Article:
• Embedded payment functionality requires considerable resource investment: Processing payments requires tech infrastructure, software development, banking licenses, and managing all compliance requirements. It’s an investment that not only requires millions of dollars but also detailed institutional knowledge to succeed.
  • Payments compliance and licensing are complicated and costly: Imagine having to obtain specific certifications, pass an underwriting process, and ensure compliance with payment card industry (PCI) standards and other mandates to process payments. Now imagine having to do that for every country your clients operate in. Also, every step of the compliance and licensing process carries its own separate fee.
  • There are necessary steps for onboarding every client: Any platform that wants to provide payment services needs to be able to navigate the complex process of ensuring every client is a legitimate business that’s accurately reporting revenue. This requires specific paperwork such as KYC (Know Your Customer) and AML (Anti-Money Laundering), in addition to having to test functionality, provide personnel training, and offer support for every client.

Software companies that want to embed payments into their platforms must decide whether they want to shoulder all that burden themselves or partner with a third-party payments provider that can offer them an embedded payments solution.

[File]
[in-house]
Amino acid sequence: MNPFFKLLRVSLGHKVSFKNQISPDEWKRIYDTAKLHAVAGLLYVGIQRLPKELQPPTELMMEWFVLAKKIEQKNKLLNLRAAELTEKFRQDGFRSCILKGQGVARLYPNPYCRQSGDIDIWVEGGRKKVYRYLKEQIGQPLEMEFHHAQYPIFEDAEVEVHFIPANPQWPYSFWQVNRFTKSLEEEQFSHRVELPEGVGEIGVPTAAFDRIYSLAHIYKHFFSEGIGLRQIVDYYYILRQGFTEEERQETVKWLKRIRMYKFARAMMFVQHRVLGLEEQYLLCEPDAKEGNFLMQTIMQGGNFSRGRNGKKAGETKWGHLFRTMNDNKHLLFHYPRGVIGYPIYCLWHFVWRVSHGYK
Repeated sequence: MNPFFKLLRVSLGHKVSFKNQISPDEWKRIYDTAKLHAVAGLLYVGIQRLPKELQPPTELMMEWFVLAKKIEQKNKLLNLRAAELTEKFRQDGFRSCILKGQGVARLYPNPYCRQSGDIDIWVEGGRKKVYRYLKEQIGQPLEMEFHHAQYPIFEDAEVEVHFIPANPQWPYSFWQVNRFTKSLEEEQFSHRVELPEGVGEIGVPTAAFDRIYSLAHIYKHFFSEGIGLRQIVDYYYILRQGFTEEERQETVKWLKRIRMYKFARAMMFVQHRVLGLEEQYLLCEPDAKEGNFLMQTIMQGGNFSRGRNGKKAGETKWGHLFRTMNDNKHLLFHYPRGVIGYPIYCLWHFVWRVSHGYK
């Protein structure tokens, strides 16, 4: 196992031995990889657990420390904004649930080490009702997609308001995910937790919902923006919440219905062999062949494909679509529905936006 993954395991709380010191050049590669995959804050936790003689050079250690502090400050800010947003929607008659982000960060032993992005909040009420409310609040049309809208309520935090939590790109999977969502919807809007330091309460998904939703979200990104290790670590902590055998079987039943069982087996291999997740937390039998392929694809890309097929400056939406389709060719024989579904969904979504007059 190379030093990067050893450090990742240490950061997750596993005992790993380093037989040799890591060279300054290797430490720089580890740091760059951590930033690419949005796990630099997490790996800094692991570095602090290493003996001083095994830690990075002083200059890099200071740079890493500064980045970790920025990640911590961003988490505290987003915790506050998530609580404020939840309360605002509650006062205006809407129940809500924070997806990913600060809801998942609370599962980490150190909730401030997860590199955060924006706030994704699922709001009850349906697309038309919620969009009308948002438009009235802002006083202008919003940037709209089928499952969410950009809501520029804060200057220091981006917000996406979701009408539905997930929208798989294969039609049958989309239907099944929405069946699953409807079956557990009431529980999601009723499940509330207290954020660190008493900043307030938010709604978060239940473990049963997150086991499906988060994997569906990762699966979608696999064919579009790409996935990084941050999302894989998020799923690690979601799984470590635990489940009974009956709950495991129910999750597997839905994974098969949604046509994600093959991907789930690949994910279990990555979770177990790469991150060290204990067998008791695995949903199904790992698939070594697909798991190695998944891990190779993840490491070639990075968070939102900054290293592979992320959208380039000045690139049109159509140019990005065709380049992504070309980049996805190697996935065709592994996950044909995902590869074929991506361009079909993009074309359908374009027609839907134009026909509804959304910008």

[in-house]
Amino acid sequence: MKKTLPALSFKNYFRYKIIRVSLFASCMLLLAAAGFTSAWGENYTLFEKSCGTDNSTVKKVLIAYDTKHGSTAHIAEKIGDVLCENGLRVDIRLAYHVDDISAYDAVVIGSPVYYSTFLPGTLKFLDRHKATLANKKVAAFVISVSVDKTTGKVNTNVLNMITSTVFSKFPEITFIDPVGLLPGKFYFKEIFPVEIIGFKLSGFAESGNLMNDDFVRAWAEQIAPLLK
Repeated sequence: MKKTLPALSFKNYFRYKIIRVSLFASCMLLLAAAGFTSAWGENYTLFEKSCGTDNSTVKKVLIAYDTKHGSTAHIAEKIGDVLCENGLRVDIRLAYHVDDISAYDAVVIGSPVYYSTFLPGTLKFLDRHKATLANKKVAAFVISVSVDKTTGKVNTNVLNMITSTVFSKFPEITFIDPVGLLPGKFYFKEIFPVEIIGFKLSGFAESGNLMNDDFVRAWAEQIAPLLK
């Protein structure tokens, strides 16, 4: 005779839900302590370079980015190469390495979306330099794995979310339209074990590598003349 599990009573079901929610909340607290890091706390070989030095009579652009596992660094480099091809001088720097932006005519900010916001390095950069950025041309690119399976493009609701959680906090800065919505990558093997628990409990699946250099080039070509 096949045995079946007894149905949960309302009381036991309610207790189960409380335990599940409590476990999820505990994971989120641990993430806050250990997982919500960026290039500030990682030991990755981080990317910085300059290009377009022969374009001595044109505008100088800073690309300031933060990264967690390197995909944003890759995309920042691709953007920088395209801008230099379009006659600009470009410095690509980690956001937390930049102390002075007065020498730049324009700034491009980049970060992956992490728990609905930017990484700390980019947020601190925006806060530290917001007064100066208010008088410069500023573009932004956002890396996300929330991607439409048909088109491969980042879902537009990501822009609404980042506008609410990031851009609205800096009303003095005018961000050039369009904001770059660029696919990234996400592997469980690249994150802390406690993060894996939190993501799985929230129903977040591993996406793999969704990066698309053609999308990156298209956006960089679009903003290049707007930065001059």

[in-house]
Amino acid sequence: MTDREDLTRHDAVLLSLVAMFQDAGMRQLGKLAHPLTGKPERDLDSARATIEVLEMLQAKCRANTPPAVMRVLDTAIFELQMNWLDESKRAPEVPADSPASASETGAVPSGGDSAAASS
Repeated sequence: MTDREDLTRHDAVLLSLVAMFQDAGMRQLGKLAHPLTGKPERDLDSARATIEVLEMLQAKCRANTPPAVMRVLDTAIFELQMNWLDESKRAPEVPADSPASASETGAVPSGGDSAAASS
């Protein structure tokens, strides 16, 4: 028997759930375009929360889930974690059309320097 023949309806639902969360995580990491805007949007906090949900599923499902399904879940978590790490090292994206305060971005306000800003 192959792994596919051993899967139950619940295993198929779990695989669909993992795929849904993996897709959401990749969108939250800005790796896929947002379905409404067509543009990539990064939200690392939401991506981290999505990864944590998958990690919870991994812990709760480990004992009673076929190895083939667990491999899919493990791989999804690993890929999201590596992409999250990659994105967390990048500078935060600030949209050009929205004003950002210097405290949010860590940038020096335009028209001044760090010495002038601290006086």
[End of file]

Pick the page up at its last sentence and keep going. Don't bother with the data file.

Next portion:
How to Embed Payments the Right Way

Embedded payment systems can have big benefits for software platforms — if they are implemented the right way. A well-executed third-party solution makes it easy for software platforms to control the full experience, including onboarding clients as merchants, accepting payments, executing payouts, and more.

Choosing the right embedded payments partner significantly reduces the risk for software vendors by alleviating many of the responsibilities. That’s part of the reason why, in BlueSnap’s recent poll of technology leaders, we found that only 30% of respondents currently monetize payments through their own platforms.

And while 37% were considering becoming payment facilitators, the vast majority (88%) would opt to embed third-party technology into their platform instead of attempting to build their own payment facilitation solution.

Choosing to work with an embedded payments partner provides additional advantages, as they’re responsible for handling compliance issues, updating software, and providing clients with technical resources. This can help to solve some of the challenges of embedding payments into a platform so you can concentrate on enjoying the benefits.